Protein-Rich Breakfasts on the Savory Side
Those who start the day with a classic breakfast often opt for savory dishes — bacon, sausage, eggs and toast — but not every breakfast item packs the sort of protein that many people need for energy in the mornings. Fortunately, there are plenty of protein-packed, low-calorie options for those who favor savory foods.
One dish that meets these prerequisites is an omelet. Eggs can be low-calorie, particularly if you only use the whites, and a large egg has over 12 grams of protein. Preparing an omelet from scratch gives you the chance to add in even more protein-rich ingredients, such as cottage cheese, lean meats and low-calorie veggies like spinach.
Another protein-packed breakfast option is a homemade breakfast sandwich. Preparing this dish with low-carb, high-protein bagels or bread is key. You can purchase these breads pre-made and fill your breakfast sandwich with ingredients like scrambled egg whites, feta cheese, tomatoes and avocado to ensure there’s as much flavor as there is nutrition. This dish is packed with protein, healthy fats and minimal sugar while keeping the calories lower than traditional breakfast sandwiches.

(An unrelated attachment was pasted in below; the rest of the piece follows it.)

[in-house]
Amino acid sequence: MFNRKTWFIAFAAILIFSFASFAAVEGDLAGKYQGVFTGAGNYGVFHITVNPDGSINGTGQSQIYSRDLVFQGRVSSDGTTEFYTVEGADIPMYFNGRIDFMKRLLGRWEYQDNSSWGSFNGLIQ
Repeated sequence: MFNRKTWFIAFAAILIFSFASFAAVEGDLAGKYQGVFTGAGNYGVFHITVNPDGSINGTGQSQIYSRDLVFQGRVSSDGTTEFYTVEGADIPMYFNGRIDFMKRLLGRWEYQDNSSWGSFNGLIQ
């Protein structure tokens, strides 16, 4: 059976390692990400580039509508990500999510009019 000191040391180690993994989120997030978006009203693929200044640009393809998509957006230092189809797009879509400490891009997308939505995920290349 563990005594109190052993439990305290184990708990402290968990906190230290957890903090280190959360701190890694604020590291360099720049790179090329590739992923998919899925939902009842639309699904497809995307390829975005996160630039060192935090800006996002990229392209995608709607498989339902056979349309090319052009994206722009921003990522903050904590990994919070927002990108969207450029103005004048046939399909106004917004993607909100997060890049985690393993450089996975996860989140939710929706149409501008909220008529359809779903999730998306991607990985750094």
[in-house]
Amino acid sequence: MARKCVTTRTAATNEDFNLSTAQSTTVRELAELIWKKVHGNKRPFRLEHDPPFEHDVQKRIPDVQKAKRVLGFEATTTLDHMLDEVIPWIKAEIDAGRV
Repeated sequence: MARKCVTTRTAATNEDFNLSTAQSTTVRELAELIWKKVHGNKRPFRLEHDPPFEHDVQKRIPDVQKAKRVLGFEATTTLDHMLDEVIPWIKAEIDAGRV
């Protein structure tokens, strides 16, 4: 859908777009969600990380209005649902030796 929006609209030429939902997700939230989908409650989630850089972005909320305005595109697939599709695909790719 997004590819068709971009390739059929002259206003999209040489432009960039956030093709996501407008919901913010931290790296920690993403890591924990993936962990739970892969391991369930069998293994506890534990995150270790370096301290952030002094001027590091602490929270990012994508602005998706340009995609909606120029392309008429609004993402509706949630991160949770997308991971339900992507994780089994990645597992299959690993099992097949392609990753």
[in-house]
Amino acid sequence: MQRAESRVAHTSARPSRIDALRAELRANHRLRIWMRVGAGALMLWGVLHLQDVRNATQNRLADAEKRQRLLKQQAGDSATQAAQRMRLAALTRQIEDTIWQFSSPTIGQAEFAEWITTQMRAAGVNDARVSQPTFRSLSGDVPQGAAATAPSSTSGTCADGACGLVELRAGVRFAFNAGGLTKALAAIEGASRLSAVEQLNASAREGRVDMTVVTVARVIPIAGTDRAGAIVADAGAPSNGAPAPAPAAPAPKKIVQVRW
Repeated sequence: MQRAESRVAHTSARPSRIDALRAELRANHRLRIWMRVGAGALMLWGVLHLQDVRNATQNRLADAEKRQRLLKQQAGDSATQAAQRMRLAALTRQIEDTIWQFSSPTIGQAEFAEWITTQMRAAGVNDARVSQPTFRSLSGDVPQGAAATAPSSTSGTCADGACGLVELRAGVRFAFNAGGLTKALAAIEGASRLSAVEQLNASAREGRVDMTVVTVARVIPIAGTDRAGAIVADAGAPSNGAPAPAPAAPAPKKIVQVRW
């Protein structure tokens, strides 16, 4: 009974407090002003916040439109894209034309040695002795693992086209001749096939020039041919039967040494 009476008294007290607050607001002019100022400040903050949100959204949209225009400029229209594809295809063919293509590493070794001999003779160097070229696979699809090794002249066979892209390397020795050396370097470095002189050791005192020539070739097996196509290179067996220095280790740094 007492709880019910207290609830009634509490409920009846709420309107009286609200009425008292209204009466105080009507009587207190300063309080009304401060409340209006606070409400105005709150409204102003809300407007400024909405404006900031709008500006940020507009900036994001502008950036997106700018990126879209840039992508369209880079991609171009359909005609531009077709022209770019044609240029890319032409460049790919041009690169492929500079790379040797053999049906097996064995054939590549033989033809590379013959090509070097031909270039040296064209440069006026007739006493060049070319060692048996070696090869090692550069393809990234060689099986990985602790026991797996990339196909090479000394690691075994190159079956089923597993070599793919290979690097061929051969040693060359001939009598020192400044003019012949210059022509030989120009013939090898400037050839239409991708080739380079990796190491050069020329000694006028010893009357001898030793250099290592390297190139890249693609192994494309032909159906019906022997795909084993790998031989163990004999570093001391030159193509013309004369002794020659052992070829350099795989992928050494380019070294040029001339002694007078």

One last option is a spin on the classic breakfast burrito. To turn this breakfast favorite into a healthier, more energy-boosting option, you can utilize ingredients that are high in protein and low in sugar, such as lean turkey, egg whites, black beans, white-meat chicken and a sprinkle of shredded cheese. You can also buy carb-reduced tortillas or create your own using almond flour. With a dash of hot sauce or some pickled jalapeno slices, this twist on an old favorite might become your new go-to morning meal.
Low-Cal Dishes on the Sweeter Side
Some people prefer sweeter options for breakfast, such as cereal, sweetened bagels and yogurt. Fortunately, you don't have to give up your sweet tooth to enjoy a breakfast that’s low in calories and high in protein.
One delicious option is a homemade yogurt power bowl. With hundreds of available ways to mix up your bowl depending on the flavors you prefer, this yogurt-based breakfast option is a great choice, especially if you like to customize your meal or enjoy something new each morning. By adding in ingredients like nuts, almonds, chia seeds and other protein-rich morsels, you'll be able to pack a protein punch into your yogurt. Try to use plain Greek yogurt, and be careful with nuts; they’re healthy, but they're calorically dense.
Ready for another twist on a classic? It’s one you might not expect to find on a low-cal list: pancakes. Although pancakes aren’t inherently high in protein and low in calories, you can create your own mix using almond flour or coconut flour as the base, which drops the carb levels and adds protein. Mixing a scoop of protein powder into the recipe can boost the protein content even more. You’ll want to skip the syrup on these pancakes, but replacing it with some nut butter and a pinch of cinnamon and unsweetened coconut flakes might have you forgetting all about supersweet maple syrup.